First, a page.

Under the project "Pre-Exposure Prophylaxis" (PrEP), regular medicine would be given to an HIV-negative sex worker  engaged in sex with an HIV-positive person, a senior official of an NGO working for the welfare of sex-workers said.

The medicine will prevent a sex-worker from getting infected by HIV virus, principal of Sonagachi Research and Training Institute (SRTI), the NGO, Samarjit Jana said.
    
The project, to be financed by the Melinda Gates Foundation, has been submitted to the Union Ministry of Health and is waiting for a nod from the National AIDS Control Organisation (NACO).

"We have submitted the report to the Union Health Ministry, which has forwarded it to the NACO. We are waiting for a nod from the NACO within the next few months," Jana said.

The SRTI is an arm of the Durbar Mahila Samanwaya Committee (DMSC), a forum of 1,30,000 sex-workers in West Bengal.

Jana said that use of condoms and taking PrEP medicine everyday will offer double protection against HIV infection.     

"We all know that use of condoms during sex has brought down HIV prevalence, but often customers do not use condoms. In such cases and in cases of defective condoms, the virus can attack a person. This can be prevented by regular intake of such a medicine," he explained.

The national programme officer at NACO, B B Rewari, agrees that PrEP has the potential to bring down risk factors by 60-70 percent among the high risk groups such as sex-workers.

Rewari said, "We have received project report from Durbar just a few days back. We are looking into it. The PrEP is yet to be introduced in India. If the project is allowed, Sonagachi will be first to implement it."

However, some factors need to be considered, such as its acceptability in society, especially among sex-workers, Rewari pointed out, saying that the medicinal treatment along with use of condoms had been very successful abroad in preventing HIV infection.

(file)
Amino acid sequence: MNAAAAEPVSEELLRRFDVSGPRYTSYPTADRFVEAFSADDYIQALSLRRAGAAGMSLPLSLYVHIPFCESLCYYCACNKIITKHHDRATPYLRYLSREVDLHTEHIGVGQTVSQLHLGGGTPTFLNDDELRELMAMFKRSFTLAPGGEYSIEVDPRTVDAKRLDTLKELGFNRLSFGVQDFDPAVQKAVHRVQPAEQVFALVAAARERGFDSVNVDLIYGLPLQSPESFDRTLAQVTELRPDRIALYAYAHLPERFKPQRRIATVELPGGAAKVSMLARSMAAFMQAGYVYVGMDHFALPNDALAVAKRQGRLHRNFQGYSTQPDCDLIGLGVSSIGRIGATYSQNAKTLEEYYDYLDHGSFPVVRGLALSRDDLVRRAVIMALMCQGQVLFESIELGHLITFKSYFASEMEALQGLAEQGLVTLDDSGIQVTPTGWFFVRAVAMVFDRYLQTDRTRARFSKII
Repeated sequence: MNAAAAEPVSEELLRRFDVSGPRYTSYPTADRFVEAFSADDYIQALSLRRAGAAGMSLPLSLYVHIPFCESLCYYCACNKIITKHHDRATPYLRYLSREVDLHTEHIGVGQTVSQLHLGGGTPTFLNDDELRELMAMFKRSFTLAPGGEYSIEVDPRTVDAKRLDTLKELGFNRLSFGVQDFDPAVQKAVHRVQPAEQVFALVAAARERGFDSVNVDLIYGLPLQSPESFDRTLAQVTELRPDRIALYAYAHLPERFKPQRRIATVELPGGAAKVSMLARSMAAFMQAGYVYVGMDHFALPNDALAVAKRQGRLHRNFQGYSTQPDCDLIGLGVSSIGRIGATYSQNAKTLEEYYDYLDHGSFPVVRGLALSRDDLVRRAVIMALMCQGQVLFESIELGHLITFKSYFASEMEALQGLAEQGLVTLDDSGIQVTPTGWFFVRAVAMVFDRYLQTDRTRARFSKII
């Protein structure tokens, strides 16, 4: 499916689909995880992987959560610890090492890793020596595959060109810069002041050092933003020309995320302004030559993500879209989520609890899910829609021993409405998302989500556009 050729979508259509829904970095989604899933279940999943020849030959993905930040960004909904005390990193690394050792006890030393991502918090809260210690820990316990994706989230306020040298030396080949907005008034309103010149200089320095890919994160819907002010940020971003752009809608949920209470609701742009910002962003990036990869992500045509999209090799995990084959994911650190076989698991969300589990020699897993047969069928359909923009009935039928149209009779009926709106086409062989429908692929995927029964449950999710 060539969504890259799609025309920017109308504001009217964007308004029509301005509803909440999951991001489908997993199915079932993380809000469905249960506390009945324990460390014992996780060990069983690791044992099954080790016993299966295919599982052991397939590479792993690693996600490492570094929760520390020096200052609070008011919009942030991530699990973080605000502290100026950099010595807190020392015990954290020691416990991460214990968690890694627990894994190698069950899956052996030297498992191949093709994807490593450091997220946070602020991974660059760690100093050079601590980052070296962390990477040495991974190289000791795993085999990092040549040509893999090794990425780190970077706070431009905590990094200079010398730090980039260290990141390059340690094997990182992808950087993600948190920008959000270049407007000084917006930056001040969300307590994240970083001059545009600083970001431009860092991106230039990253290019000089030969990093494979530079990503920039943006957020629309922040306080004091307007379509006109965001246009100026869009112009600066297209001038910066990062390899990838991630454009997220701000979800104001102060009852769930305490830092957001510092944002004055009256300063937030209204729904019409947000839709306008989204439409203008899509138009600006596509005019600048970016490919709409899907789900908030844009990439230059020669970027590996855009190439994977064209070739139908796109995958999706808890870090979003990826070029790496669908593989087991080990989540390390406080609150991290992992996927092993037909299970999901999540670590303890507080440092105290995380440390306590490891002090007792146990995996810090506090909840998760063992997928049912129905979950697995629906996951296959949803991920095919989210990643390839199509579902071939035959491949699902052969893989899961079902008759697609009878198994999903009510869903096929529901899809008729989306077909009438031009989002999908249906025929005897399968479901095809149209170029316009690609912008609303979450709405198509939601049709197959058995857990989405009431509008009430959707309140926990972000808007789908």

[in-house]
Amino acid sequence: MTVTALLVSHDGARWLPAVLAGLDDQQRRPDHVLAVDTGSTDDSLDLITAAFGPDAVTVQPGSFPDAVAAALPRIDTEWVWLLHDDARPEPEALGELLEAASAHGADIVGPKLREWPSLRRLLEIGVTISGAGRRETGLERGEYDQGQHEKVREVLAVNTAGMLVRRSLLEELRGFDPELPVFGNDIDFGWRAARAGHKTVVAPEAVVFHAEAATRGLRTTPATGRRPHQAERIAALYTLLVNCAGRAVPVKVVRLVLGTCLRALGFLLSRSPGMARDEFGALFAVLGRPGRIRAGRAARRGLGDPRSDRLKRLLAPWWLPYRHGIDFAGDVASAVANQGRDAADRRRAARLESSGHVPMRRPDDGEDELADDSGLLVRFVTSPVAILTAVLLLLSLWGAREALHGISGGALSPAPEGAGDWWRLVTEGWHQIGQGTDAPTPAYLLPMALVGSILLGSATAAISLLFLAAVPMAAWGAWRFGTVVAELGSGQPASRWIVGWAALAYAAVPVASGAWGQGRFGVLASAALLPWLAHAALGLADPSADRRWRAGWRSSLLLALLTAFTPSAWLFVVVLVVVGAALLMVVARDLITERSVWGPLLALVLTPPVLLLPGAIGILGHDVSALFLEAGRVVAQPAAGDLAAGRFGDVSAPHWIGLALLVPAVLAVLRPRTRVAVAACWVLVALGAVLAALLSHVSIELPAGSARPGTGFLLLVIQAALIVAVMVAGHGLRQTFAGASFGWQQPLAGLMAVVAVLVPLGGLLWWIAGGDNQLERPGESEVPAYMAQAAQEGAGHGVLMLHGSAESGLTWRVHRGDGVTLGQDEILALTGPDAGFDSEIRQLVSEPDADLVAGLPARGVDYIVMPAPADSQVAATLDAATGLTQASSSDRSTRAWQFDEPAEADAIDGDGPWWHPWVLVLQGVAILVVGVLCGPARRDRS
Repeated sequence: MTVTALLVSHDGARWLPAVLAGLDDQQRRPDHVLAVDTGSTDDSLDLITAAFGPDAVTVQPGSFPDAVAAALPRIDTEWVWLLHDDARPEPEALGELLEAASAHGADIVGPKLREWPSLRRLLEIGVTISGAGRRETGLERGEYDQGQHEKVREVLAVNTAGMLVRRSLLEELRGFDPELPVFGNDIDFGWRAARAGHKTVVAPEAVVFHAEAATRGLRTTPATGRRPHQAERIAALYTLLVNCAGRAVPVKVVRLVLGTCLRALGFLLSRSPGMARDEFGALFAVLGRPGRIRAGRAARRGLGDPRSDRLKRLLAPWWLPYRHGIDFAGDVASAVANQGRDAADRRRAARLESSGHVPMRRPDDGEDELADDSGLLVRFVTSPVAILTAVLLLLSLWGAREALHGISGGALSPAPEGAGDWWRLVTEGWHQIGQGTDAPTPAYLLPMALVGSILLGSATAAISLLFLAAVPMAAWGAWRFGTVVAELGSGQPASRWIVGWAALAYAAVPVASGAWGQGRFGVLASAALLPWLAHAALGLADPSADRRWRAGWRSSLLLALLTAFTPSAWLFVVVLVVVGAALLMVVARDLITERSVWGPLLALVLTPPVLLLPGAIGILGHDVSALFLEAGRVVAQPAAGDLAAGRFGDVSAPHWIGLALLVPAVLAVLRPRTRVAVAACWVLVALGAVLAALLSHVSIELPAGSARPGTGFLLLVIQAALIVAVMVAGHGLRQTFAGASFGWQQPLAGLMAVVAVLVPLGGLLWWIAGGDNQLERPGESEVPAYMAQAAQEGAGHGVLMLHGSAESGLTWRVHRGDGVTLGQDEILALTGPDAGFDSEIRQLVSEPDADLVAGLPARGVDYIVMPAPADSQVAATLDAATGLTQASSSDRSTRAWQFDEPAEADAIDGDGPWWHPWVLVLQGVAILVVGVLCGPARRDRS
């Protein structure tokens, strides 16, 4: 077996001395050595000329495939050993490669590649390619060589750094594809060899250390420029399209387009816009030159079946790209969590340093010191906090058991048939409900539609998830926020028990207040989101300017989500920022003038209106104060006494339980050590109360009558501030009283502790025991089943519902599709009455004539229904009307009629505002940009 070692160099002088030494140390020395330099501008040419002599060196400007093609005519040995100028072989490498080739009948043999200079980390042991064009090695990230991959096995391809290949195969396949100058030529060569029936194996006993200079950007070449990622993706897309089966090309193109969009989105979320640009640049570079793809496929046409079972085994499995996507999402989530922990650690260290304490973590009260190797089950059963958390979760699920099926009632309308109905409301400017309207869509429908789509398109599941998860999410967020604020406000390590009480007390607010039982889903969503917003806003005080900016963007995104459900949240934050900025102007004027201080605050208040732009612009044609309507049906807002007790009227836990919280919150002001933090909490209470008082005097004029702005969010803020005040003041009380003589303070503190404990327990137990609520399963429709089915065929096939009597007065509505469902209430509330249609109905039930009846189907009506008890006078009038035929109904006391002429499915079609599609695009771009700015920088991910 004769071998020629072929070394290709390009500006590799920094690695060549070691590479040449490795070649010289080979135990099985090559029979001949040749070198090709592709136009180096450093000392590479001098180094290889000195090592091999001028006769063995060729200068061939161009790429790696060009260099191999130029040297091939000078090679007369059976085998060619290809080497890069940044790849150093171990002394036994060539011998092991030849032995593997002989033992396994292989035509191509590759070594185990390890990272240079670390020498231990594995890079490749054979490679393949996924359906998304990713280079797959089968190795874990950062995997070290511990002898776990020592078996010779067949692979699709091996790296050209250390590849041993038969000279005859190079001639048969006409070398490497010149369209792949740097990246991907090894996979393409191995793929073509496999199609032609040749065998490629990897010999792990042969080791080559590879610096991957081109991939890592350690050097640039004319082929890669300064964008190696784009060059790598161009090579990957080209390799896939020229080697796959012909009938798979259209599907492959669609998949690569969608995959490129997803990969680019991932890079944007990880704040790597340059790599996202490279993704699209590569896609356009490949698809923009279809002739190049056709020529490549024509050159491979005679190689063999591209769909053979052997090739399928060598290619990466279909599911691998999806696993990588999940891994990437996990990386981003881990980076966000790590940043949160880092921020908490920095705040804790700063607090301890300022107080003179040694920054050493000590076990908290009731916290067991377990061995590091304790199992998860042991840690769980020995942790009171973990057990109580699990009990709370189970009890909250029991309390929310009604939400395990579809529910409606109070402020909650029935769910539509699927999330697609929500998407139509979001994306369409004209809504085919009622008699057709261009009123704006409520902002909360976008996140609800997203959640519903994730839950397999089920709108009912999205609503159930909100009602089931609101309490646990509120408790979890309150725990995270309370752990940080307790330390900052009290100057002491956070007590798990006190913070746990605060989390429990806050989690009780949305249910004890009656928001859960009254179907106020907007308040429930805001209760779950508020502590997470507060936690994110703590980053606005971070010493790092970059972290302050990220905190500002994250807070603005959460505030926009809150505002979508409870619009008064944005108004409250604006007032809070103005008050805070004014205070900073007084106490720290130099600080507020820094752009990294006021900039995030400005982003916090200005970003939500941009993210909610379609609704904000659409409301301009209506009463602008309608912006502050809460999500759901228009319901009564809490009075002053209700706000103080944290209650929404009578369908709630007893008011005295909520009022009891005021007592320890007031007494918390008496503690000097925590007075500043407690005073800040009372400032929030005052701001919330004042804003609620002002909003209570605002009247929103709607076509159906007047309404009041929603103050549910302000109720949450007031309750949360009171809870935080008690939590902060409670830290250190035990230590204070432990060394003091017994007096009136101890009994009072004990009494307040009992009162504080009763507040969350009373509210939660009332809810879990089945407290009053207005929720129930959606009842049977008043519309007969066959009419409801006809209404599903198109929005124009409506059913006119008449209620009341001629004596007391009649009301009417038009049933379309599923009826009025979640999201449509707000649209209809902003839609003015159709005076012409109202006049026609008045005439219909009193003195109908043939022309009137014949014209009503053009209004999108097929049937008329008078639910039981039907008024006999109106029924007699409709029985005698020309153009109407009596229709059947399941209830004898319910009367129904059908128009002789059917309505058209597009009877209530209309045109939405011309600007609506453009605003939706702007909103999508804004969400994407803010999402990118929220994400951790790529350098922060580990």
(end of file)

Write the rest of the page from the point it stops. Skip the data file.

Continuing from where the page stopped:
President of AIDS Society of India, I S Gilada, welcomed the move and said it would help bring down AIDS prevalence in the country.

"I have been a staunch advocate of PrEP and I feel it is a welcome move. It will help bring down AIDS prevalence. I have also spoken in favour of Postexposure Prophylaxis which can kill the virus within a few hours of a person getting infected," he said.

Gilada said that the medicine was very useful in rape cases and in cases where a person unknowingly had sex with an HIV-affected person.

According to Jana, the project will be a two-year programme to be implemented after sorting out HIV-negative sex-workers at Sonagachi.

"First, of the nearly 20,000 sex-workers at Sonagachi, we will select 1,000 sex-workers who do not have HIV virus. A counselling class will be undertaken for them to inform them of the efficacy of PrEP," he said.

The selected sex-workers, he said, would undergo blood tests every three months to ascertain their HIV status, Jana said, adding, after two years a report would be published.

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